Missile Proliferation Makes More Dangerous World

Missile Proliferation Makes More Dangerous World

Photo by: U.S. Army

Feb. 7, 2017

The top U.S. general in South Korea warns the world has entered the “second age” of ballistic missile proliferation. “This has made for a much more dangerous world,” said Army Gen. Vincent K. Brooks, commander of U.N. Command/Combined Forces Korea and U.S. Forces Korea, speaking via video at an Association of the U.S. Army event.

Brooks, who took over the joint command job in April 2016, said the growing number of nations will heavily test the U.S. Army’s air and missile defenses. “Old technology is being mated with new capabilities, which then offer much greater precision on the part of less sophisticated actors,” said Brooks, a keynote speaker at a Feb. 7 Hot Topic forum on Army Air and Missile Defense hosted by AUSA’s Institute of Land Warfare.

Brooks described a “new competition where more and more players” seek to acquire missile capabilities as a comparatively easy and affordable way to put the U.S. at risk. “From the shortest range to the longest range, we see more and more missiles. It’s truly a growth industry.”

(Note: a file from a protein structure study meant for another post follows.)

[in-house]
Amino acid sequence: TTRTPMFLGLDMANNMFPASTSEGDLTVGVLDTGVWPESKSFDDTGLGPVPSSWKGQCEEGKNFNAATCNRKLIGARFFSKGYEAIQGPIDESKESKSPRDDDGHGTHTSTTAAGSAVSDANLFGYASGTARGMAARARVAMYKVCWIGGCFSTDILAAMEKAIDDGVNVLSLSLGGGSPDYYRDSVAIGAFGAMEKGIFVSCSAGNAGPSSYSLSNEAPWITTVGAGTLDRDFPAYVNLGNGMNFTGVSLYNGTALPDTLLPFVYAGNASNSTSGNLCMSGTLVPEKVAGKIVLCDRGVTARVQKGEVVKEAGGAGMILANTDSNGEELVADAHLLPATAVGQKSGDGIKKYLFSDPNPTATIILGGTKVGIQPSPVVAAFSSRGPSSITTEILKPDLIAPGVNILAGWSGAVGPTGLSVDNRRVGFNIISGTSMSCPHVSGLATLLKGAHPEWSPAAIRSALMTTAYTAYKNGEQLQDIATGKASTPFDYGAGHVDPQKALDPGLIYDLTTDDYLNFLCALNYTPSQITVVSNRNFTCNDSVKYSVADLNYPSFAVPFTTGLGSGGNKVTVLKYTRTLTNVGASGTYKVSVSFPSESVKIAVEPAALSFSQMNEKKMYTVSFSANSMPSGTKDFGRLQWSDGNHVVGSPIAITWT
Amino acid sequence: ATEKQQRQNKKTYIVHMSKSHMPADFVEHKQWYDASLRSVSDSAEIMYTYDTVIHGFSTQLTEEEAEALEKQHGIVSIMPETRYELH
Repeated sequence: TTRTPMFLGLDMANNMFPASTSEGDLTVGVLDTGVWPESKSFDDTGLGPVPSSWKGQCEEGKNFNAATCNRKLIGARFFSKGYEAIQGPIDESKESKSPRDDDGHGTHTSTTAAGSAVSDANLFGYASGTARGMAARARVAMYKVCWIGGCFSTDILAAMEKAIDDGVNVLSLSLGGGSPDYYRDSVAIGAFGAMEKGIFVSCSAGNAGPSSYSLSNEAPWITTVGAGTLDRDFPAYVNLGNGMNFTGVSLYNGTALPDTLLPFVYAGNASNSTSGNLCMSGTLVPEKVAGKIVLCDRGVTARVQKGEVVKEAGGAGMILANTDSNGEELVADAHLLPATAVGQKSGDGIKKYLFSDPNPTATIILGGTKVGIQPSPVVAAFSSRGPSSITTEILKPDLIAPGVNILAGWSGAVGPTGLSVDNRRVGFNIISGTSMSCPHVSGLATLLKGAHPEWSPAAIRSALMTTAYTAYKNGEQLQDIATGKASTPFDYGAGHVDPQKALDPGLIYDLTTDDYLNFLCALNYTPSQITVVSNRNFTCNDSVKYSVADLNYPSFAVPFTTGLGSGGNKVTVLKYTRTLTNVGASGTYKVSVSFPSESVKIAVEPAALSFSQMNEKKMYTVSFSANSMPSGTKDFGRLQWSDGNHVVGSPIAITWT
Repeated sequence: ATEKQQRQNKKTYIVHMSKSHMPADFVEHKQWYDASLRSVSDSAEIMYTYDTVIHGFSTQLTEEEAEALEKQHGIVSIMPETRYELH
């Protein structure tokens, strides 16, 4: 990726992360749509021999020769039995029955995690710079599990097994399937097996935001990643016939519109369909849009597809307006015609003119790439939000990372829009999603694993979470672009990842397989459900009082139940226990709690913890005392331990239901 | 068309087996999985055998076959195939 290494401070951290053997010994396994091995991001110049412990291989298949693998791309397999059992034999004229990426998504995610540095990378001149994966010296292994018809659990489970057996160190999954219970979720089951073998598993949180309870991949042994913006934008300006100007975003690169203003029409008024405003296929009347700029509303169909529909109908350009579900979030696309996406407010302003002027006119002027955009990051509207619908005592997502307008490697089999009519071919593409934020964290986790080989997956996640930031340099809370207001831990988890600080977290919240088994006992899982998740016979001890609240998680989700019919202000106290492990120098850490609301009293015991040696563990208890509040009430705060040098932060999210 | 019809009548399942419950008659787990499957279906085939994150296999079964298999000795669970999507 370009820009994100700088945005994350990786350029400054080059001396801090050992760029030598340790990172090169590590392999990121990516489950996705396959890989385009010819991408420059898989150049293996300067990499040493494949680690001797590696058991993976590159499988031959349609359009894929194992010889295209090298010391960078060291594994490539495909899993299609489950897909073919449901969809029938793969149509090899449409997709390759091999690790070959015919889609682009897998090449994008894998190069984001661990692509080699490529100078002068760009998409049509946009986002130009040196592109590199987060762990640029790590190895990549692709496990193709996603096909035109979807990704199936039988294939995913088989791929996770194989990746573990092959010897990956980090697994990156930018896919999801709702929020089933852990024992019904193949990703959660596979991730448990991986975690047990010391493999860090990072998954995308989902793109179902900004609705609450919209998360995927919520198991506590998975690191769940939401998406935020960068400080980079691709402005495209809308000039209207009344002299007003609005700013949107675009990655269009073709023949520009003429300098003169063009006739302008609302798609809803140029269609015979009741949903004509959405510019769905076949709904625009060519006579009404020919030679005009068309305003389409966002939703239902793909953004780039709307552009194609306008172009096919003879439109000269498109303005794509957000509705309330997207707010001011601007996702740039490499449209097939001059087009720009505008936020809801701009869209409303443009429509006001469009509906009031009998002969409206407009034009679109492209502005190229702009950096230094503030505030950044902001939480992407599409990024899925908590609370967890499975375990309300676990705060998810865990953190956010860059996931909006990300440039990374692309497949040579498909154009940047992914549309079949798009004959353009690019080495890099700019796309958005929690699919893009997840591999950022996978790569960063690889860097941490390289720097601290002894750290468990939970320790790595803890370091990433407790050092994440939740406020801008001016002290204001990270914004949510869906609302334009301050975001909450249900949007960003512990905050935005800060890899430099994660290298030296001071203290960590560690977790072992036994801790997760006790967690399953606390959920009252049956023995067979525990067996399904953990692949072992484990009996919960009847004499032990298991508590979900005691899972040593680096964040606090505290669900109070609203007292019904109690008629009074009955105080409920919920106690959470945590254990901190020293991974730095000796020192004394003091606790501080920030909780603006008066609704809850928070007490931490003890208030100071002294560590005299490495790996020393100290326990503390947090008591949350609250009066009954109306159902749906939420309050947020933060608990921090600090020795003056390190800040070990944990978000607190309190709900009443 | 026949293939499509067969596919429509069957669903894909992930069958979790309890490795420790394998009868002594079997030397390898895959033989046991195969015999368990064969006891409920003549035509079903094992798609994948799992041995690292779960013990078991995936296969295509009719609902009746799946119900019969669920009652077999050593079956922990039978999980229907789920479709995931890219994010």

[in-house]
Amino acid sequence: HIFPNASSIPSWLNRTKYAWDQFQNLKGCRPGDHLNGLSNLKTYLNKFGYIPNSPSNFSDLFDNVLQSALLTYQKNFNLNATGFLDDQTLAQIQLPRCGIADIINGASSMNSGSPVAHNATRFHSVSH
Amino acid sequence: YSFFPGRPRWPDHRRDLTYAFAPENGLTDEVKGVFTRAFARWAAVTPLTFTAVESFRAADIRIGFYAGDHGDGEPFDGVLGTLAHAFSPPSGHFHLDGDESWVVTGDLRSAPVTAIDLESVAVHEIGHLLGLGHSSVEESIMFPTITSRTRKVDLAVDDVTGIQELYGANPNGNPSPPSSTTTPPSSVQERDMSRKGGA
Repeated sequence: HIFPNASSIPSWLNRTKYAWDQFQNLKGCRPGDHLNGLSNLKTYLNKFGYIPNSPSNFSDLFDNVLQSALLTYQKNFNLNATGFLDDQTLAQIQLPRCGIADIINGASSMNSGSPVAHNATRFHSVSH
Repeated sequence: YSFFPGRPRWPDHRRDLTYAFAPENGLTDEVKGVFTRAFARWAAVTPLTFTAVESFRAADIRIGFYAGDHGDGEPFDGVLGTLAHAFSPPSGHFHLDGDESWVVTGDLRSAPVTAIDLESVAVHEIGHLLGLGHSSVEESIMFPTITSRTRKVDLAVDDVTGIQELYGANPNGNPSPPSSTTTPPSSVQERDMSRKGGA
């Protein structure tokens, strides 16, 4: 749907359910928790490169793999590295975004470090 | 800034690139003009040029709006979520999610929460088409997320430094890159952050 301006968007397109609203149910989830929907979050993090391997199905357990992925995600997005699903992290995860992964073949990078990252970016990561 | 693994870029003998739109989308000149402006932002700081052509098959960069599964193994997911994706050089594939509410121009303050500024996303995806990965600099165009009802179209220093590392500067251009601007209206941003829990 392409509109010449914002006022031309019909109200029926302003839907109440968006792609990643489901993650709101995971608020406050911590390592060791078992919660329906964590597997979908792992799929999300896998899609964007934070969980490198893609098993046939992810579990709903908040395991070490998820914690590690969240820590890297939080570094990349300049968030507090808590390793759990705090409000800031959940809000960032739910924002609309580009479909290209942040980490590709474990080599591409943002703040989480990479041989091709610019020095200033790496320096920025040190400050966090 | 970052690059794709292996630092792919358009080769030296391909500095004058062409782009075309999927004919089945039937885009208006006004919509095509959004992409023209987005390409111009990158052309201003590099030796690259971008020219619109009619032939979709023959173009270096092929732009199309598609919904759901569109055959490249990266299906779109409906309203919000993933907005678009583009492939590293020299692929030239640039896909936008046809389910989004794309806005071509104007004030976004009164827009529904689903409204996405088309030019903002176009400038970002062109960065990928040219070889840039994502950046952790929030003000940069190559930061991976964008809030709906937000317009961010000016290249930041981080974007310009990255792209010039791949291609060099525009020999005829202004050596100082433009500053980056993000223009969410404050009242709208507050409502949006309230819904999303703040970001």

Nowhere is this more evident than in North Korea, where ballistic missiles are “a rapidly developing capability” pursued by that nation’s leader, Kim Jong Un, Brooks said.

“How do we work against such a concentrated number of missiles?” he said. “It’s a proposition that’s difficult to get on the leading edge of, because the missiles that confront us are far less expensive and sophisticated than the missiles we use to protect ourselves. We’re challenged by saturation, just the tyranny of numbers.”

Brooks said the U.S. Army’s approach to air and missile defense must be layered, both horizontally from the front lines through the full range of medium- and longer-range missiles, as well as vertically, “to detect and intercept with efficiency at varying altitudes.”

That approach will create “a much more effective web of defensive capability so missiles cannot penetrate or, if they do, they cannot affect anything that is of great value to us.”

But the overarching goal, he stressed, is to present “a sufficient combination of capabilities that is known to an adversary in both defensive and offensive aspects so that deterrence actually occurs.”